Georgia Eye Bank honors Southern Regional

According to the Georgia Eye Bank, Southern Regional Medical Center in Riverdale helped approximately 110 people regain their sight last year. On Wednesday, the organization honored the hospital for its efforts.

Victor Cooper, community relations coordinator for the Georgia Eye Bank, said Southern Regional ranks number five among 190 hospitals in the state for facilitating eye transplants, behind WellStar Kennestone Hospital in Marietta, the Medical Center of Central Georgia in Macon, Emory University Hospital in Atlanta, and Gwinnett Medical Center in Lawrenceville. In 2008, Southern Regional procured eye tissue from 45 donors, he said.

"We have 18 hours from death to preservation," of an eye, Cooper said. "[The hospital] works with us in a timely matter to get the ball rolling. They also direct the families to speak with us in regards to their decision. We take the organ, analyze the cell count, put it through some tests, and make sure it is transplantable.

"We're just trying to reward the nurses and staff," Cooper added.

On Wednesday morning, he presented the hospital with a ceremonial plaque saluting its efforts.

Cooper said that misinformation about eye donation can sometimes turn away potential donors. He said educational outreach efforts through hospitals like Southern Regional are bringing donation numbers up.

"There was a recent movie with Jessica Alba called 'The Eye' that didn't help our cause," said Cooper. "We can't transplant a whole eye. The optic nerve ... it would be rejected by the nervous system. What we utilize is the cornea area. Up to four people can get their eyesight back from one set of eyes."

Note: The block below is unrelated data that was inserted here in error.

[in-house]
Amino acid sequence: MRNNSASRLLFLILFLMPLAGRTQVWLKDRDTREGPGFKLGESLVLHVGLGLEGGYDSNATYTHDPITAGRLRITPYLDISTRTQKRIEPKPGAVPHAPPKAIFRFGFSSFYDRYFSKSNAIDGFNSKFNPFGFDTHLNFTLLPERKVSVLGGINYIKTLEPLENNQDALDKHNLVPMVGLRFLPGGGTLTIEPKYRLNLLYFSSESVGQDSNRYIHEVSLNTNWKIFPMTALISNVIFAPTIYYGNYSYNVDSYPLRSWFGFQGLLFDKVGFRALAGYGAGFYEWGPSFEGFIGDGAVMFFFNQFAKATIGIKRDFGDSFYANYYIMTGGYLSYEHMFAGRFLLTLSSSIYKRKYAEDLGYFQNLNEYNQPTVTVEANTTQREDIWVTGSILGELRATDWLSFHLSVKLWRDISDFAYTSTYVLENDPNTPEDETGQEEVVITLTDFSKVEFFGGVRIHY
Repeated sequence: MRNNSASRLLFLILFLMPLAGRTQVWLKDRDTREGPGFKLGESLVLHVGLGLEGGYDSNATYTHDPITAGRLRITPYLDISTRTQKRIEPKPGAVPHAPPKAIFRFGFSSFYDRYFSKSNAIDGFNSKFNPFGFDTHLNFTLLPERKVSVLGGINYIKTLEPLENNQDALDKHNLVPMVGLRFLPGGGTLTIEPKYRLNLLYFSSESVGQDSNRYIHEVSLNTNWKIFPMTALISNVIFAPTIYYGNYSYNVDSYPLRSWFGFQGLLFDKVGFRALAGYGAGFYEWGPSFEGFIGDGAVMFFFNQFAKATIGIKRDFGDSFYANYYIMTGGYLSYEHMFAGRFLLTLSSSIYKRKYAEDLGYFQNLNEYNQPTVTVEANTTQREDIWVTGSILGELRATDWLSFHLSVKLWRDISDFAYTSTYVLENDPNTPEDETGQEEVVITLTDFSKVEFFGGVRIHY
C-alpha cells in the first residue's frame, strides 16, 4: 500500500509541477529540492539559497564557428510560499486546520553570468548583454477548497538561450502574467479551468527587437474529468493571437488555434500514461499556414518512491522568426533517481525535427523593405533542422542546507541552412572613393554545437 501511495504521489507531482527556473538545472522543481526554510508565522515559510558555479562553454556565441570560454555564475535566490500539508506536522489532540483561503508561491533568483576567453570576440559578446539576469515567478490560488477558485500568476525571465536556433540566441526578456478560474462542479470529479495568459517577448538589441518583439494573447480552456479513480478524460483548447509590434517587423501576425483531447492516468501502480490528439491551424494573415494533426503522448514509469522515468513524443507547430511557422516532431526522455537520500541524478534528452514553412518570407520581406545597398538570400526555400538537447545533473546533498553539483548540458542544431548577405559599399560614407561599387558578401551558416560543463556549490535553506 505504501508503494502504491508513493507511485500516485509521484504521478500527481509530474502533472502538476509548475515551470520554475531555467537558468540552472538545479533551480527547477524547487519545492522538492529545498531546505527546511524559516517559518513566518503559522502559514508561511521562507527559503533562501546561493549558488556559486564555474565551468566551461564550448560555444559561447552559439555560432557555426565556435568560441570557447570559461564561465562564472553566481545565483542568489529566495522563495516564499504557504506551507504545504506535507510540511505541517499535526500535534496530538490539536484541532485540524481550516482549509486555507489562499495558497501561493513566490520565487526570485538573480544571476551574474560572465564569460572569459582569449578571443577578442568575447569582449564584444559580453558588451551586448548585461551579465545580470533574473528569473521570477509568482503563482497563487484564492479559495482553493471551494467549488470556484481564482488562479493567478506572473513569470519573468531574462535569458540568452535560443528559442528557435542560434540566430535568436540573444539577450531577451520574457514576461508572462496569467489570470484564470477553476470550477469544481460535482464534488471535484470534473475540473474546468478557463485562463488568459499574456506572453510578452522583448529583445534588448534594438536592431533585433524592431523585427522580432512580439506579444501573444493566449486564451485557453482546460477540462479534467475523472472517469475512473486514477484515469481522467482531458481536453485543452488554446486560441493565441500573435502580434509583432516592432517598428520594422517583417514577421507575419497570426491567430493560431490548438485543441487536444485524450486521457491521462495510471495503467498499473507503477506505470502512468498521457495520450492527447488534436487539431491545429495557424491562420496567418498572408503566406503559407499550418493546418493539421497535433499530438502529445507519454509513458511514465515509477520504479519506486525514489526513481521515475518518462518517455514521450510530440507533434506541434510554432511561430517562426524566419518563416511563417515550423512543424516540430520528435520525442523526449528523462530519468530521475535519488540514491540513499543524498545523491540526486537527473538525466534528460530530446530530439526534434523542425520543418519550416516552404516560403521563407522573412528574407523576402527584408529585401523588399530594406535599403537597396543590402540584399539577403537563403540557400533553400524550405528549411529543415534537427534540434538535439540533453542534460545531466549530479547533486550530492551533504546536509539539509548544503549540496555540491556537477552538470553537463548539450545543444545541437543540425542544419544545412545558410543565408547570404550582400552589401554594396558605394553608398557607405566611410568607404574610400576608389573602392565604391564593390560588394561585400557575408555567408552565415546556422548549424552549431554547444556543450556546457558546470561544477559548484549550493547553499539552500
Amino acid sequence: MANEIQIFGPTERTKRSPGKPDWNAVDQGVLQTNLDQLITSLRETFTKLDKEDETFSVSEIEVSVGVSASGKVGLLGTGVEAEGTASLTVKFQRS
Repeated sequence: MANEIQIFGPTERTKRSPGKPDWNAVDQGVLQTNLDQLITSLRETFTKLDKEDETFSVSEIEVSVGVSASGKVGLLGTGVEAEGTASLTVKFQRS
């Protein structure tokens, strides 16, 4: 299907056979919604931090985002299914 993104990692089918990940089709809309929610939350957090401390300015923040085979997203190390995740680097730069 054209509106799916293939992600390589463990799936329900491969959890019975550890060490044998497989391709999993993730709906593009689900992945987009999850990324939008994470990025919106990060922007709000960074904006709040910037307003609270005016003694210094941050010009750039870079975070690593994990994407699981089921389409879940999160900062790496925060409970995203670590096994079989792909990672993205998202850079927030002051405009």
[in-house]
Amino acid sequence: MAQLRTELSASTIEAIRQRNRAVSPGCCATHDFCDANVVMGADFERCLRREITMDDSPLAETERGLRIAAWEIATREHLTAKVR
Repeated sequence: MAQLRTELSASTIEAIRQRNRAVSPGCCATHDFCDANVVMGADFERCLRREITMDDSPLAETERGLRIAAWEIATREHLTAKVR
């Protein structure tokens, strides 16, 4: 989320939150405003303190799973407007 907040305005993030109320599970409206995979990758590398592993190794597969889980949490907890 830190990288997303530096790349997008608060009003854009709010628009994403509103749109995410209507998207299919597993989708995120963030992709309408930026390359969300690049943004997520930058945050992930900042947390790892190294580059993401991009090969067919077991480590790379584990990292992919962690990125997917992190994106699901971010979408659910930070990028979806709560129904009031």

Cooper said the sclera, the white portion of the eye, can be used for cosmetic surgeries to help burn victims and that the whole eye can be used for glaucoma and cataract prevention research. He added that because the eye is an avascular organ - not associated with or supplied by blood vessels - people whose organs have been ravaged by cancer and other diseases can still donate their eyes.

Skip Wisenbaker, director of pastoral care services at the hospital, was one of the staff members present to accept the award from the Georgia Eye Bank. He said the fear of losing one's ability to see is powerful.

"I think we all like our independence," Wisenbaker said. "The idea of having a complete dependence on a cane, an arm, or another person is somewhat scary. Suddenly, the fog is lifted," when a person receives an eye donation.

Kathleen Peavy, a critical care nurse specialist at the hospital, said that eye donation is especially important to the Southern Crescent because of a high prevalence of diabetes. She said the negative side effects of diabetes include glaucoma, cataracts, and blindness.

"I think it's important that people know there is hope through donation," said Peavy. "Even patients with diabetes can be donors. The donations can't happen without consent. It's really giving the gift of sight."

Last year, the Georgia Eye Bank received more than 1,500 eye donations, 1,400 of which were used for transplant surgeries.


On the net:

Georgia Eye Bank: www.georgiaeyebank.org